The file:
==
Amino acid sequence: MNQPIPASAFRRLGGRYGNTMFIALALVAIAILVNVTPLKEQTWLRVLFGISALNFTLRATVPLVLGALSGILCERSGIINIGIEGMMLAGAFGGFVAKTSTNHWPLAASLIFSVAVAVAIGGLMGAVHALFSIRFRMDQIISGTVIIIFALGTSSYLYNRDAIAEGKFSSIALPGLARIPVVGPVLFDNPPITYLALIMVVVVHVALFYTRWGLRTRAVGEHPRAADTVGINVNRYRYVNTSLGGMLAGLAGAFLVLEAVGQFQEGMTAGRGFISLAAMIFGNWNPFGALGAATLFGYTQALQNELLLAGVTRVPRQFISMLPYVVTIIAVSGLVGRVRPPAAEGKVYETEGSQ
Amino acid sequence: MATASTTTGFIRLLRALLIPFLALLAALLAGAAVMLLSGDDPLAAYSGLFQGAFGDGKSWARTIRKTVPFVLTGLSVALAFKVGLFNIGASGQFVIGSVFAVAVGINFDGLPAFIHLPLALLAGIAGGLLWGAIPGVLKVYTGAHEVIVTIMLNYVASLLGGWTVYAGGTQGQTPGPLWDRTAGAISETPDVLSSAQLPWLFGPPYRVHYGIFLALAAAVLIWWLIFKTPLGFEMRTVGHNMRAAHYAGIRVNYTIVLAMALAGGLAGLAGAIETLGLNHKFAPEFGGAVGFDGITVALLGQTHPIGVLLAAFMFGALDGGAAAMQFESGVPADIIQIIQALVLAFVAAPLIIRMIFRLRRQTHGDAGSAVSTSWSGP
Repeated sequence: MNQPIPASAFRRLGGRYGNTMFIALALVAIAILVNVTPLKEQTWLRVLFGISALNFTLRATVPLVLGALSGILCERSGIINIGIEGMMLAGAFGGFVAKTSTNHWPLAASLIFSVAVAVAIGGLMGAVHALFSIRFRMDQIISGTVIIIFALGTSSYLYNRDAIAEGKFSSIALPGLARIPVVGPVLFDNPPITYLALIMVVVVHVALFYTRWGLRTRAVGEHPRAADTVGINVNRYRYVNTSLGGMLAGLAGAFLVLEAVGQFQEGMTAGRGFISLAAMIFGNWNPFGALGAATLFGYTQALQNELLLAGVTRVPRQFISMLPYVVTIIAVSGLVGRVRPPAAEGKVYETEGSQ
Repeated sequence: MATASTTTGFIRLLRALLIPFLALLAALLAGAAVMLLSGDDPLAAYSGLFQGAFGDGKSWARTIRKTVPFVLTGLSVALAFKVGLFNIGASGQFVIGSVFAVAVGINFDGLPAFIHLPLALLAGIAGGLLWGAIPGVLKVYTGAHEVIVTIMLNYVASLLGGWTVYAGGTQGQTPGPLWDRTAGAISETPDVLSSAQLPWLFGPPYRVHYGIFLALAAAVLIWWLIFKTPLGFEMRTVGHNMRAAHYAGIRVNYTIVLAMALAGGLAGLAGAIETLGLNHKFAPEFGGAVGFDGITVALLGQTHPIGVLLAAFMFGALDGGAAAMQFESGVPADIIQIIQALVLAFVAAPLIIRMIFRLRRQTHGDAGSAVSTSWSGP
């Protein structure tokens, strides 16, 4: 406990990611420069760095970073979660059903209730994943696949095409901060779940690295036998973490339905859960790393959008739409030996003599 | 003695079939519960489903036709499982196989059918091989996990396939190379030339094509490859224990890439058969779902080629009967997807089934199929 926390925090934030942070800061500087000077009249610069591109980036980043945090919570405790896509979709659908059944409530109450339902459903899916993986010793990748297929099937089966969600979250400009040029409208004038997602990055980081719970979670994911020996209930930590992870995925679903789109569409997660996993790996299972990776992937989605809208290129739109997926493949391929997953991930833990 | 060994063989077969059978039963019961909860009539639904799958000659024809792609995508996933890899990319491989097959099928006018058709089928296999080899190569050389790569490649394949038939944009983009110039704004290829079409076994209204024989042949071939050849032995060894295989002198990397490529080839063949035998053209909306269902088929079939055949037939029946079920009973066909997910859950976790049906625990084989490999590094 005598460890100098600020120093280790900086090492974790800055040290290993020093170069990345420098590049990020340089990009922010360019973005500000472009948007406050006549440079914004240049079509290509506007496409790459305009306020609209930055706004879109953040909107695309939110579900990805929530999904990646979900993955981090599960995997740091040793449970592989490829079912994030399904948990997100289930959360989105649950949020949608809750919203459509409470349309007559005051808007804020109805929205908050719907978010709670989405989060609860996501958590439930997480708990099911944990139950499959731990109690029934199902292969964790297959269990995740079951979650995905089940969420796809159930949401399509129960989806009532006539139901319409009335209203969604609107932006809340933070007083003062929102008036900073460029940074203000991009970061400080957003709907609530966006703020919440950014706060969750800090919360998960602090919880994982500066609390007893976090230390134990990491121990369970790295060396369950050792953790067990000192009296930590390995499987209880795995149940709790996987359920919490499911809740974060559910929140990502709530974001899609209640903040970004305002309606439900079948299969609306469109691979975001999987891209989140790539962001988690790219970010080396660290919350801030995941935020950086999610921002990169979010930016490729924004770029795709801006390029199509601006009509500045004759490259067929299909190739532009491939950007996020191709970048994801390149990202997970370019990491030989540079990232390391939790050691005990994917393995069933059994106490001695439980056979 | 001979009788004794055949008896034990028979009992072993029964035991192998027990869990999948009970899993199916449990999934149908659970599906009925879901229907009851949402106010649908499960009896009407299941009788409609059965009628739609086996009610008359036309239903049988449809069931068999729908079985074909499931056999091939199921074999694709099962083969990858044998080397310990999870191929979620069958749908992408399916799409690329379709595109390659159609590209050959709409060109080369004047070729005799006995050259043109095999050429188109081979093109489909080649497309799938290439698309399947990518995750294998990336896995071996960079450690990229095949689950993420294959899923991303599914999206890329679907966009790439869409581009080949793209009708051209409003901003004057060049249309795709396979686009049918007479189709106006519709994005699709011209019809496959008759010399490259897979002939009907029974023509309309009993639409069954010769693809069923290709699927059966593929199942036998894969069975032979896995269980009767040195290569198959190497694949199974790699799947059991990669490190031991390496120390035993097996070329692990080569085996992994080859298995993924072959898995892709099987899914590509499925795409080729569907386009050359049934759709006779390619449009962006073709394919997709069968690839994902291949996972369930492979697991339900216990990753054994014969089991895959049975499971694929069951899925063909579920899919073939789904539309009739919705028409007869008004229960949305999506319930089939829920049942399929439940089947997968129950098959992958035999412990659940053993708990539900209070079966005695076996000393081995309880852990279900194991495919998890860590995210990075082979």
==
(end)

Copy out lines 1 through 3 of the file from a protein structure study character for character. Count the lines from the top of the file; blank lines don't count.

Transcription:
Amino acid sequence: MNQPIPASAFRRLGGRYGNTMFIALALVAIAILVNVTPLKEQTWLRVLFGISALNFTLRATVPLVLGALSGILCERSGIINIGIEGMMLAGAFGGFVAKTSTNHWPLAASLIFSVAVAVAIGGLMGAVHALFSIRFRMDQIISGTVIIIFALGTSSYLYNRDAIAEGKFSSIALPGLARIPVVGPVLFDNPPITYLALIMVVVVHVALFYTRWGLRTRAVGEHPRAADTVGINVNRYRYVNTSLGGMLAGLAGAFLVLEAVGQFQEGMTAGRGFISLAAMIFGNWNPFGALGAATLFGYTQALQNELLLAGVTRVPRQFISMLPYVVTIIAVSGLVGRVRPPAAEGKVYETEGSQ
Amino acid sequence: MATASTTTGFIRLLRALLIPFLALLAALLAGAAVMLLSGDDPLAAYSGLFQGAFGDGKSWARTIRKTVPFVLTGLSVALAFKVGLFNIGASGQFVIGSVFAVAVGINFDGLPAFIHLPLALLAGIAGGLLWGAIPGVLKVYTGAHEVIVTIMLNYVASLLGGWTVYAGGTQGQTPGPLWDRTAGAISETPDVLSSAQLPWLFGPPYRVHYGIFLALAAAVLIWWLIFKTPLGFEMRTVGHNMRAAHYAGIRVNYTIVLAMALAGGLAGLAGAIETLGLNHKFAPEFGGAVGFDGITVALLGQTHPIGVLLAAFMFGALDGGAAAMQFESGVPADIIQIIQALVLAFVAAPLIIRMIFRLRRQTHGDAGSAVSTSWSGP
Repeated sequence: MNQPIPASAFRRLGGRYGNTMFIALALVAIAILVNVTPLKEQTWLRVLFGISALNFTLRATVPLVLGALSGILCERSGIINIGIEGMMLAGAFGGFVAKTSTNHWPLAASLIFSVAVAVAIGGLMGAVHALFSIRFRMDQIISGTVIIIFALGTSSYLYNRDAIAEGKFSSIALPGLARIPVVGPVLFDNPPITYLALIMVVVVHVALFYTRWGLRTRAVGEHPRAADTVGINVNRYRYVNTSLGGMLAGLAGAFLVLEAVGQFQEGMTAGRGFISLAAMIFGNWNPFGALGAATLFGYTQALQNELLLAGVTRVPRQFISMLPYVVTIIAVSGLVGRVRPPAAEGKVYETEGSQ